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Research as a creative compass 

hand holding compass on boat

What’s the role of research in the creative process? 

In a nutshell

  1. Research can be a valuable tool in the creative process when used correctly.
  2. Set clear objectives and ask the right questions for each stage of the process.
  3. Foster a collaborative approach between research and creative for the best results.

Some argue that research stifles creativity – and this can be true. Research used ineffectively or at the wrong time can kill good creative and give research a bad name. 

However, there is a way to use research strategically, without compromising the creative idea. Using the right type of research at the right time can support and nurture creative ideas, leading to even more impactful and effective campaigns.  

If it’s done correctly, with an understanding of people and their context, research can be a valuable tool for creative teams, rather than an obstacle to overcome. Let’s explore how. 

Chart your course 

Picture this: you're a sailor embarking on a journey. You've got your ship and crew ready to set sail, but before you can navigate the unknown waters ahead, you need to chart your course.  

In the creative process, that's where research comes in. Just like a sailor needs a map and compass to guide them, creative teams can use research to guide their ideas. To make the most of your research journey and unlock powerful insights, you need to set clear objectives – embarking on creative research without them can mean the death of good ideas. 

At TRA, our research prioritises the measures which marketing science tell us drives the mental availability of a brand: brand distinctiveness, differentiation from other advertising and salience (recall of brand and message) - especially as related to category entry points.  

We are cognisant that simply measuring appeal of creative alone is not a reliable way to gauge the creative effectiveness of an idea. Asking people for their opinion on an ad concept is not very useful, especially in the early stages of the creative process.  

Instead of just asking for opinions, your research should ask targeted questions that will help you steer towards your creative destination with purpose and clarity. What’s the intended message? How is the message relevant to you? What’s new about the idea? How does this an idea fit with the brand? Questions like these support the development of the idea and are far more useful than a simple critique. 

Check your bearings 

Before you set sail, it’s important to adjust your sails and check your bearings. Early research is all about mapping out the general route you'll take, identifying potential hazards and opportunities along the way. In real terms, this means identifying market gaps and tensions and unearthing powerful insights to help inspire the creative idea. 

As you continue the journey, research can help to explore concepts and refine them before production - adjusting your sails to catch the right wind and optimizing your speed. In the later stages of your creative process, you’ll want to use research to evaluate the impact of the campaign to make sure you're still on course and making any necessary adjustments.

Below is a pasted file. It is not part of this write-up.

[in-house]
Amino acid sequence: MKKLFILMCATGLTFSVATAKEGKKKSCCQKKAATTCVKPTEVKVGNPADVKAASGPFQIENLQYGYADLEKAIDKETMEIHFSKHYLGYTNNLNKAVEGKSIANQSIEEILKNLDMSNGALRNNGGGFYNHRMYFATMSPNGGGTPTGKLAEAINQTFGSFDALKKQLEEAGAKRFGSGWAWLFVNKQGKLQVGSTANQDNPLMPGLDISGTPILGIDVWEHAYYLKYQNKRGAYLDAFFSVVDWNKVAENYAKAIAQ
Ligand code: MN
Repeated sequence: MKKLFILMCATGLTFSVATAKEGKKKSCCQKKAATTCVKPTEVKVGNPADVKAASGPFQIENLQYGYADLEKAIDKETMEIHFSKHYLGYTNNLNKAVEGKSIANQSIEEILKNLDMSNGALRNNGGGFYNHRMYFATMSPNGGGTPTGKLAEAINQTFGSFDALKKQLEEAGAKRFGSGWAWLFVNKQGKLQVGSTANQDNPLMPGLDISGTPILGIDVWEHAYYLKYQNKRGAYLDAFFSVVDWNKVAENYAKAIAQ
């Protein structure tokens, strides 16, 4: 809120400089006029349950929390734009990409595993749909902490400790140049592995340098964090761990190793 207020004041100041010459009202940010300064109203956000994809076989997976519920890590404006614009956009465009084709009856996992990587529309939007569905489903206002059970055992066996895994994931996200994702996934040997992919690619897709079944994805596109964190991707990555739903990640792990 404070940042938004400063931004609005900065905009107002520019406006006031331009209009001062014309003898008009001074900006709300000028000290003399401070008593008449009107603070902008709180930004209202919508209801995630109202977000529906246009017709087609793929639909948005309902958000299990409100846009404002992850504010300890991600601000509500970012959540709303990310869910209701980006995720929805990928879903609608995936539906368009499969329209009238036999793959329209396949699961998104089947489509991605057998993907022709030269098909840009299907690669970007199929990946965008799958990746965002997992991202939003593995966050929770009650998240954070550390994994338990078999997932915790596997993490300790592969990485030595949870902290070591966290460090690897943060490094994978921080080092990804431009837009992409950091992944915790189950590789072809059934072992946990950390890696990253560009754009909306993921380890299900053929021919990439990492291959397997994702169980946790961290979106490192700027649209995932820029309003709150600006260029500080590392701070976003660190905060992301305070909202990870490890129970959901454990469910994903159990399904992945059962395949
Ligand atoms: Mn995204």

Throughout the entire journey, research can help steer creative teams and stakeholders through rough waters, navigating disagreements towards a clear, impactful idea.  

Respect the ocean 

No sailor sets sail without a deep understanding and respect for the ocean.  

Similarly, no creative research can succeed without a deep understanding of their audience, the cultural context that shapes their beliefs and attitudes, and the psychological principles shaping their behaviour in the research process context.  

The insights around the creative ideas are far more powerful and helpful for creative refinement when we apply the lenses of cultural insight and behavioural science to research. Creative research should always take care to encapsulate a deep understanding of context and use this to inform and deepen insights. 

Work with your crew 

Finally, remember that sailing is a team sport.  

Just as sailors need to work together to navigate stormy seas and unpredictable weather, creative teams and research can work together to navigate the twists and turns of the creative process.  

A culture of mutual respect and trust between the creative and research teams is imperative to making sure we’re working together towards a common goal.  

Set sail for success 

So, is research a force for good in the creative process? It all depends on how you use it.  

Just as a sailor uses a compass to navigate to their destination, with the right tools and the right approach, research can answer key questions, provide insight into consumer behaviour, help creative teams stay focused on their objectives, and set sail towards success.  

Mark Hobart
Mark Hobart
Managing Partner, TRA Melbourne

Understand the forces of culture and shape radical ideas

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